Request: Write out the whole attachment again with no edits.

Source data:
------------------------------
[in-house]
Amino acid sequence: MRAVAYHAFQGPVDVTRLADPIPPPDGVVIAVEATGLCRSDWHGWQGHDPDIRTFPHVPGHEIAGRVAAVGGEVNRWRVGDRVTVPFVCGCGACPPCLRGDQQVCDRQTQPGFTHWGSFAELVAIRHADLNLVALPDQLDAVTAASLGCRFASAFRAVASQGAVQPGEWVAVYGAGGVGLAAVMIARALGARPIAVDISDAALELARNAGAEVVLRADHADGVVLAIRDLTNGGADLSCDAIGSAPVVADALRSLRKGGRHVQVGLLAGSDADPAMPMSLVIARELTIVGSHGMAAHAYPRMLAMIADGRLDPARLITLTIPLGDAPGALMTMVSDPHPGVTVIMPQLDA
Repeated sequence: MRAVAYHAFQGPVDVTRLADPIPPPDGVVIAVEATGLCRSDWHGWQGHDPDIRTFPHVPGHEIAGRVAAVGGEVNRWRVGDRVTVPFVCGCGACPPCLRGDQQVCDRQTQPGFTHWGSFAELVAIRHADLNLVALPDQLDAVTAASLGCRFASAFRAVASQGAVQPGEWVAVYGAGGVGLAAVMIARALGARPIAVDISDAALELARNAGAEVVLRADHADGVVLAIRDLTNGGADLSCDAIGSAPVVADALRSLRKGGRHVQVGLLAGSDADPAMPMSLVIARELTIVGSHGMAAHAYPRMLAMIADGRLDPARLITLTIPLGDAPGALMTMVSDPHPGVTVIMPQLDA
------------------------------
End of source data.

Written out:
[in-house]
Amino acid sequence: MRAVAYHAFQGPVDVTRLADPIPPPDGVVIAVEATGLCRSDWHGWQGHDPDIRTFPHVPGHEIAGRVAAVGGEVNRWRVGDRVTVPFVCGCGACPPCLRGDQQVCDRQTQPGFTHWGSFAELVAIRHADLNLVALPDQLDAVTAASLGCRFASAFRAVASQGAVQPGEWVAVYGAGGVGLAAVMIARALGARPIAVDISDAALELARNAGAEVVLRADHADGVVLAIRDLTNGGADLSCDAIGSAPVVADALRSLRKGGRHVQVGLLAGSDADPAMPMSLVIARELTIVGSHGMAAHAYPRMLAMIADGRLDPARLITLTIPLGDAPGALMTMVSDPHPGVTVIMPQLDA
Repeated sequence: MRAVAYHAFQGPVDVTRLADPIPPPDGVVIAVEATGLCRSDWHGWQGHDPDIRTFPHVPGHEIAGRVAAVGGEVNRWRVGDRVTVPFVCGCGACPPCLRGDQQVCDRQTQPGFTHWGSFAELVAIRHADLNLVALPDQLDAVTAASLGCRFASAFRAVASQGAVQPGEWVAVYGAGGVGLAAVMIARALGARPIAVDISDAALELARNAGAEVVLRADHADGVVLAIRDLTNGGADLSCDAIGSAPVVADALRSLRKGGRHVQVGLLAGSDADPAMPMSLVIARELTIVGSHGMAAHAYPRMLAMIADGRLDPARLITLTIPLGDAPGALMTMVSDPHPGVTVIMPQLDA